As more and more companies move to integrate their databases—so they can slice their data for multiple, cross-platform use—mining all of the data, not just top-line circulation demographics or subscriber interests, is becoming a key part of the publisher playbook. Non-qualified subscribers, for instance, can often provide clues to a new opportunity or even a new launch.

Such was the case with Advanstar’s Modern Hygienist. The magazine was launched in 2005 after the company noticed that dental hygienists were not qualifying for the company’s dental magazines.

“When reviewing our ‘other—please specify’ responses from our promotional returns, we consider whether or not there is enough interest to develop a supplement or magazine launch that would benefit those ‘non-qualifying’ classes,” says Ronda Hughes, director of circulation, show logistics at Advanstar. “Modern Hygienist has added to our dental platform, which now extends across the entire dental market—not just dentists.”

But given the economic slowdown affecting the launches of new products—not to mention the minefield that can be a BPA statement—the emerging trend now is to not look at non-qualified subscribers as throwaways.

“They may not be qualified for your magazine, but they could be a trade show attendee or receive an e-newsletter or copy of a digital magazine,” says Questex circulation director Heidi Spangler. “In this day and age of e-zines, e-newsletters, and interactive Web sites, it’s difficult to perceive anyone who is involved or interested in a particular market as ‘non-qualified,’” says Hughes. Audience developers are shifting from the mind set of qualified and non-qualified circulation, she adds.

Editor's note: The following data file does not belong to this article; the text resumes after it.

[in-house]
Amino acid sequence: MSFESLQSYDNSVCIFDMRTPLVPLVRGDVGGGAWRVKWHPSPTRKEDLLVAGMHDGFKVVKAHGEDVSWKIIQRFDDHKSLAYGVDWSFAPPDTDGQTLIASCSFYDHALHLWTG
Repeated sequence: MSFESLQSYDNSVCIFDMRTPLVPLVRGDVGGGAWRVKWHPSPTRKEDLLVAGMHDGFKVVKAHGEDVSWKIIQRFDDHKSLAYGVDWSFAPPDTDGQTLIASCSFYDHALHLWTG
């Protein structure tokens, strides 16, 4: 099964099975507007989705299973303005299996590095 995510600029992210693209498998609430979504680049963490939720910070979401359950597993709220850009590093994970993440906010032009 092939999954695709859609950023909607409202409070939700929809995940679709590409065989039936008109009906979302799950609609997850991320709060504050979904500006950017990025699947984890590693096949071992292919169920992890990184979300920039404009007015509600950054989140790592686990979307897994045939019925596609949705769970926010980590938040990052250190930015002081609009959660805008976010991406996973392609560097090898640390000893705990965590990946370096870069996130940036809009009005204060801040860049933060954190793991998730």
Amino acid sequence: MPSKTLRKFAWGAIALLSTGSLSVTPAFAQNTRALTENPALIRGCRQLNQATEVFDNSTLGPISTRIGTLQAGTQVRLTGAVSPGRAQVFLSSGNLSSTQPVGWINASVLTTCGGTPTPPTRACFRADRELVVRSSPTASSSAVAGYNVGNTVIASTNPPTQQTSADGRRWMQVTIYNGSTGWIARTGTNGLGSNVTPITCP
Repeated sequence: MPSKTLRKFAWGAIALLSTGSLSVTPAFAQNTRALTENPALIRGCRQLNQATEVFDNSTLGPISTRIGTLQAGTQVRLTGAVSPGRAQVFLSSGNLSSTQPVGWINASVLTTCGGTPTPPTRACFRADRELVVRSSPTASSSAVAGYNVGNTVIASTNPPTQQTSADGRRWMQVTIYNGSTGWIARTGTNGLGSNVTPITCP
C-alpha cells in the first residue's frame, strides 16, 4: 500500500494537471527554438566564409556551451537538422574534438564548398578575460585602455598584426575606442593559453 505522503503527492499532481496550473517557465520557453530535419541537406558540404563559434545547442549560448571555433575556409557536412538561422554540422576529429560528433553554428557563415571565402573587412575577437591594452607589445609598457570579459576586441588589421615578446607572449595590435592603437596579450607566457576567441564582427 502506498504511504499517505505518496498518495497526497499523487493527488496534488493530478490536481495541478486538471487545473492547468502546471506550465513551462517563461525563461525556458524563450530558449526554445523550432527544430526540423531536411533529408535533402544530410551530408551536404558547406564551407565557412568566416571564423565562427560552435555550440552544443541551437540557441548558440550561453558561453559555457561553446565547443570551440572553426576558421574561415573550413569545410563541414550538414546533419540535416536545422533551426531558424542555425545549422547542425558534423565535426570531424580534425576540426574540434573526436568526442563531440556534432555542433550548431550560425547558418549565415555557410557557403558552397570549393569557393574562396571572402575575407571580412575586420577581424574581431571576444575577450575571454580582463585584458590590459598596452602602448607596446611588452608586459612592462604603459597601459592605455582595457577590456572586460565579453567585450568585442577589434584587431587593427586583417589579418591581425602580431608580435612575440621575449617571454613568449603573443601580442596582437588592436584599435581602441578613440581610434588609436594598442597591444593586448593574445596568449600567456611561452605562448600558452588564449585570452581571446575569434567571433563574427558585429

At Access Intelligence the recipient list for the Satellite Group’s daily e-newsletter consists largely of non-qualified names from the group’s other products, including the namesake magazine, Via Satellite. “We strongly believe that every name has value,” says audience development director Stuart Bonner.

Use a Soft Touch

Once a cross-platform product is identified, Spangler says, a soft touch is crucial to seizing such an opportunity. “Do not try and sell them a subscription—they’ll look at it as a pain or lie on the card the next time,” Spangler says.

But don’t be too cautious, Hughes contends. “As long as it doesn’t interfere with the qualified count and it doesn’t endanger your budget—I don’t see a down side to reaching out to non-qualified circulation,” she says. “If someone asks for information or they opt-in to a digital request, why not increase your advertisers’ exposure?”

For Hughes, leveraging non-qualified customers is about broadening reach, particularly when it comes to digital. “Think about the primary reason why we have to limit our qualified print circulation to the top decision makers in a market,” Hughes says. “It’s because we have to find the balance between the mechanical costs of production and the ‘just the right’ number of subscribers to stay competitive. The great thing about digital is that we no longer have to limit business categories and titles.”

On several of its automotive magazines, Advanstar started passively collecting subscription requests from what was considered “less desirable” categories within the market, and are sending them the digital version only. “Once those numbers grow to a level where we feel the market will show interest, we will then add them to our circulation statement,” Hughes says.